Monmouth University in Freehold, New Jersey is the home of the Bruce Springsteen Archives.  It thus makes sense that the university is offering a course on the life and music of The Boss.  In the Spring 2020 semester history professor Kenneth Campbell will offer “Bruce Springsteen’s America: Land of Hope and Dreams” (HS-398-01).  Here is a taste of Mark Marrone’s article at the Monmouth University student newspaper:

As universities across New Jersey offered classes on Springsteen, Eileen Chapman, Director of The Bruce Springsteen Archives, felt that we were long overdue for a course on The Boss.

“Over the past eight years many professors who teach Springsteen courses have visited the archives to conduct research and prepare course materials. They have come from various colleges and universities throughout New Jersey, New York, Pennsylvania but also from Rome, Italy and Canada,” said Chapman.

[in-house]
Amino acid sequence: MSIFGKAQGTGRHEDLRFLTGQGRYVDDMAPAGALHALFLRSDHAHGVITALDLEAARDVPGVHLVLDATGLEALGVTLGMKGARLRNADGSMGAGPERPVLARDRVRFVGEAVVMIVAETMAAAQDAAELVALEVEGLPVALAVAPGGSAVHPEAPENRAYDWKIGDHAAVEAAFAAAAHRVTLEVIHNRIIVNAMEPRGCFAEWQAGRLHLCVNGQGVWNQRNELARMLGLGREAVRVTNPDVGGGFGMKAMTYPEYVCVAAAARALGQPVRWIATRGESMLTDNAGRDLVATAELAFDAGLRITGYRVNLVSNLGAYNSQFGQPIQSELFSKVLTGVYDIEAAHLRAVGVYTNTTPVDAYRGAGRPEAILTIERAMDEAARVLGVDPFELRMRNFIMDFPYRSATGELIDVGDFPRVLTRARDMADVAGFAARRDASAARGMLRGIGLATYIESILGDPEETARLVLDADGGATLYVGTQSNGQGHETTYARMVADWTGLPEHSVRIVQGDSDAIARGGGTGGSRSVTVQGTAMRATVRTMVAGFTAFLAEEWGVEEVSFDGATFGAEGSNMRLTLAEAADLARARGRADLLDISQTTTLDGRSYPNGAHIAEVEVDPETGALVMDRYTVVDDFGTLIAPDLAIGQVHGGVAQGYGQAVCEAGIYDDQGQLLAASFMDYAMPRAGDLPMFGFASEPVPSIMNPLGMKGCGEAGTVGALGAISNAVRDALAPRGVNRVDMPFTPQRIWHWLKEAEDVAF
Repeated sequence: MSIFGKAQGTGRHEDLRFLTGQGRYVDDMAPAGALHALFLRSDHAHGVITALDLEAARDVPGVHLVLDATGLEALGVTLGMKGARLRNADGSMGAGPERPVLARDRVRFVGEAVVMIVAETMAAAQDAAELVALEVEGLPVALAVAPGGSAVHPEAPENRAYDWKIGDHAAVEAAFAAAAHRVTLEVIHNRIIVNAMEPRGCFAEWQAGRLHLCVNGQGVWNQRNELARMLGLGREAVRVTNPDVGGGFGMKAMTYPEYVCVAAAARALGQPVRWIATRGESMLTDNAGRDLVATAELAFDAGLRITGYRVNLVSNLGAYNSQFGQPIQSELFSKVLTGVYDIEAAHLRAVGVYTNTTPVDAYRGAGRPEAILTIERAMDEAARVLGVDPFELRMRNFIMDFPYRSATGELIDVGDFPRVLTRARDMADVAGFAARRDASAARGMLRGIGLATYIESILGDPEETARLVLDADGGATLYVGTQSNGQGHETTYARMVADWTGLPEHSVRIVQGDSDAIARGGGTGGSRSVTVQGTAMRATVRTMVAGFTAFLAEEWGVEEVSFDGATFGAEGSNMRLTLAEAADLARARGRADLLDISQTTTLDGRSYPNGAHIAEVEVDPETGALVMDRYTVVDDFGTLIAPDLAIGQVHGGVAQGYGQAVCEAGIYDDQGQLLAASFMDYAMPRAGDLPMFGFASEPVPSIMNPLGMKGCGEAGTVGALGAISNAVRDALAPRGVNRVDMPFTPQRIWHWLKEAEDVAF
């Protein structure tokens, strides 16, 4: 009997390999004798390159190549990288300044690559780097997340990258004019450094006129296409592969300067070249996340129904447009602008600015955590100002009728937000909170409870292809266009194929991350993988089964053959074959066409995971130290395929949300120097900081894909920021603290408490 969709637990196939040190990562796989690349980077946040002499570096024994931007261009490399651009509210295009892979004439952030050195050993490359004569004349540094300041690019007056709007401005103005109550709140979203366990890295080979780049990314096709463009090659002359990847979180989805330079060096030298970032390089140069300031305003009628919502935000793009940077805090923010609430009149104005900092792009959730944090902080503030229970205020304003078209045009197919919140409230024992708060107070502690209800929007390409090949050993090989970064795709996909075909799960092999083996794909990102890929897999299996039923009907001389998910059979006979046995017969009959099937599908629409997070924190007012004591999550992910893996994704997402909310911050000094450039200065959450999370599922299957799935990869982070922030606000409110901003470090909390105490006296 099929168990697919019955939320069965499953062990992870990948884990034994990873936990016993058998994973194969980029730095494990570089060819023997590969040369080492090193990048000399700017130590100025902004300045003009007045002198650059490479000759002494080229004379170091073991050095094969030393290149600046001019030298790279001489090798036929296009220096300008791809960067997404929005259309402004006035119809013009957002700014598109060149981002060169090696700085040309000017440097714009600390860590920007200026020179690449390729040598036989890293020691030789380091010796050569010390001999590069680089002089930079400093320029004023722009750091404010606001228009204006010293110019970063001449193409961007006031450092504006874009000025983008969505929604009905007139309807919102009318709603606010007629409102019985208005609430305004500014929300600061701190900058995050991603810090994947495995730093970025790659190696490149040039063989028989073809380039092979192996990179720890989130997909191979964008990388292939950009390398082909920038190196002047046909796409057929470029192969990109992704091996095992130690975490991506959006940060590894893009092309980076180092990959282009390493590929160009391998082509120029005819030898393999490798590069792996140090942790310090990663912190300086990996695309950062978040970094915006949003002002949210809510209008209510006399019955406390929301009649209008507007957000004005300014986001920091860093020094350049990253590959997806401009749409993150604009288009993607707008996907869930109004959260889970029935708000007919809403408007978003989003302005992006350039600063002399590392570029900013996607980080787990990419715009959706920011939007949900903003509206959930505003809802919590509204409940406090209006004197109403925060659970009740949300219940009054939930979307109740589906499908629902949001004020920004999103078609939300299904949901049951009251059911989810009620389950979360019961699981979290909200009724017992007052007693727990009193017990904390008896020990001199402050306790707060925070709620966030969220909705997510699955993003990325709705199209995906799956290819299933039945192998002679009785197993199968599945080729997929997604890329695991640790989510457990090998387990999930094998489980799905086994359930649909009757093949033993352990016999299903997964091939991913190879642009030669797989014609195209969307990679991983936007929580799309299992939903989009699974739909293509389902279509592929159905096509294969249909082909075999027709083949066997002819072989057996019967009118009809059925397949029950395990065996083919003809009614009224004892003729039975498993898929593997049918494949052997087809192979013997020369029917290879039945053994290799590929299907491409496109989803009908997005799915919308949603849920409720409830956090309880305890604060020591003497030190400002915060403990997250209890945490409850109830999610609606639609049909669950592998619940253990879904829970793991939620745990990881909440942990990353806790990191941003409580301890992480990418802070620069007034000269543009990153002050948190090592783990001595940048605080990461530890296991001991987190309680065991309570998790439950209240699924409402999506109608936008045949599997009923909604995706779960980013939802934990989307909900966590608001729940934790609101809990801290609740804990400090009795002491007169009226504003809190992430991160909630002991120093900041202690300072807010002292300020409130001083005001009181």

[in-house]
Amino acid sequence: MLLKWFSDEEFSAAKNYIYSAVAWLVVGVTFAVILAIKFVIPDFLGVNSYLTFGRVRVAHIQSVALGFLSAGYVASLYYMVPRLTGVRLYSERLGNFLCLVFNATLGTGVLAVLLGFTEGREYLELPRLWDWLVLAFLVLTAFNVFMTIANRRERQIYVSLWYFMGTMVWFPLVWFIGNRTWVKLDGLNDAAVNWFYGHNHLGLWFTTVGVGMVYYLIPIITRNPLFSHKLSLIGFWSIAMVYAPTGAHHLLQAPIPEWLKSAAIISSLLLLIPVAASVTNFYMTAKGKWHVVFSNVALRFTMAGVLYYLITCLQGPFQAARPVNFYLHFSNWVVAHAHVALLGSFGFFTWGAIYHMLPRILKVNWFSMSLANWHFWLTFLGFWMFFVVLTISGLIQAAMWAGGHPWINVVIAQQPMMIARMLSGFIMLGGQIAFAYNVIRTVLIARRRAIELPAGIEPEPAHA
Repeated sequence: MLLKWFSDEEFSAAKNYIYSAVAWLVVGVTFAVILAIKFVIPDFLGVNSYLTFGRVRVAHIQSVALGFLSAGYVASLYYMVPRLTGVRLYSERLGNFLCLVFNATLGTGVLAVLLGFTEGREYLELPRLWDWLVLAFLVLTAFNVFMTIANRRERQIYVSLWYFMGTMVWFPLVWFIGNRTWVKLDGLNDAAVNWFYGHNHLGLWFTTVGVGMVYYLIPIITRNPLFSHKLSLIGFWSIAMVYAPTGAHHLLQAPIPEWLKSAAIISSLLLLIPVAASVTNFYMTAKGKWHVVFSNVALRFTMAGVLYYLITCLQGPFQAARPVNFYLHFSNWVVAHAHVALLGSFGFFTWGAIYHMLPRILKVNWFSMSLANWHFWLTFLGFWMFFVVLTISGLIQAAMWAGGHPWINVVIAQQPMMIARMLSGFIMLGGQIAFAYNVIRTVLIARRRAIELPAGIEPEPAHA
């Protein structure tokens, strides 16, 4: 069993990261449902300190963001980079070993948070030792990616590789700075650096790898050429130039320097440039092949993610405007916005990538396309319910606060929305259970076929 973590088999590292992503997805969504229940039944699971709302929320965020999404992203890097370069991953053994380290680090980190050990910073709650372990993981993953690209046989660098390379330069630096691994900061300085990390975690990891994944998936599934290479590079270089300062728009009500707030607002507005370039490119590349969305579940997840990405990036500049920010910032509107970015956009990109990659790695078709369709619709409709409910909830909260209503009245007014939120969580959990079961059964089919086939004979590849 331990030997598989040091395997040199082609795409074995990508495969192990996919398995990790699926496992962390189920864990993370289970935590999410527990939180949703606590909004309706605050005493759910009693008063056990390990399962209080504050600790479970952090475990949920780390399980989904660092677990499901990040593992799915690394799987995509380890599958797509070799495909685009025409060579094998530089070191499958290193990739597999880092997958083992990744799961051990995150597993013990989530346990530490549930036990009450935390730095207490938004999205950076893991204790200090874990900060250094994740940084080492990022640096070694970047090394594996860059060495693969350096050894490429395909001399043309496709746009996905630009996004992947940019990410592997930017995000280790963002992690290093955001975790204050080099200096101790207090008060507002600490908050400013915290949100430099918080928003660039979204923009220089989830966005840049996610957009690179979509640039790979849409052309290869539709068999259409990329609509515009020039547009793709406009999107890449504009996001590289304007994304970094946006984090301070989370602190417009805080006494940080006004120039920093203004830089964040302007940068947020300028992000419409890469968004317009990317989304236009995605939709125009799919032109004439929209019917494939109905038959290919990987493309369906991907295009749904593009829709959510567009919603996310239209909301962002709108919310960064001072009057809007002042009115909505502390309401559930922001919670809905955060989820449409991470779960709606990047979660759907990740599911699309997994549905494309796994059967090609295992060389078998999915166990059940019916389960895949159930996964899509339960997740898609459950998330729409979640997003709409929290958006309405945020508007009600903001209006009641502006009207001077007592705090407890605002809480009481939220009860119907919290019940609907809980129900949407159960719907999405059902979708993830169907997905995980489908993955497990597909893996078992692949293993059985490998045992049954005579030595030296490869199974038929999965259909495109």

Chapman brought this up to Campbell, which left him, “dismayed to hear that,” said Campbell. “I have been a huge fan of Bruce for many years and given our location and his generosity in donating his archive to us, I certainly think he (and our students) deserve a course dedicated to his musical legacy.”

Luckily, Chapman mentioned the idea to the right person who could ‘Prove It All Night.’ “Having taught courses on the Beatles for the past ten years, people had frequently asked me why I didn’t teach a course on Bruce Springsteen. I finally decided I needed to do it, if no one else on the faculty is interested,” said Campbell.

Campbell has been a fan of Springsteen’s work throughout most of his life and he wants to share this appreciation to students in the course.

He stated, “[Springsteen’s] music has accompanied me on my life journey for the past 45 years and been a constant through all the growth and experiences of my life.”

Campbell continued, “It has influenced me, informed me, taught me, made me think, and inspired me. I am sure I am not alone in this feeling and think it must be very rare for an artist to have that kind of effect on people’s lives over such a long period of time.”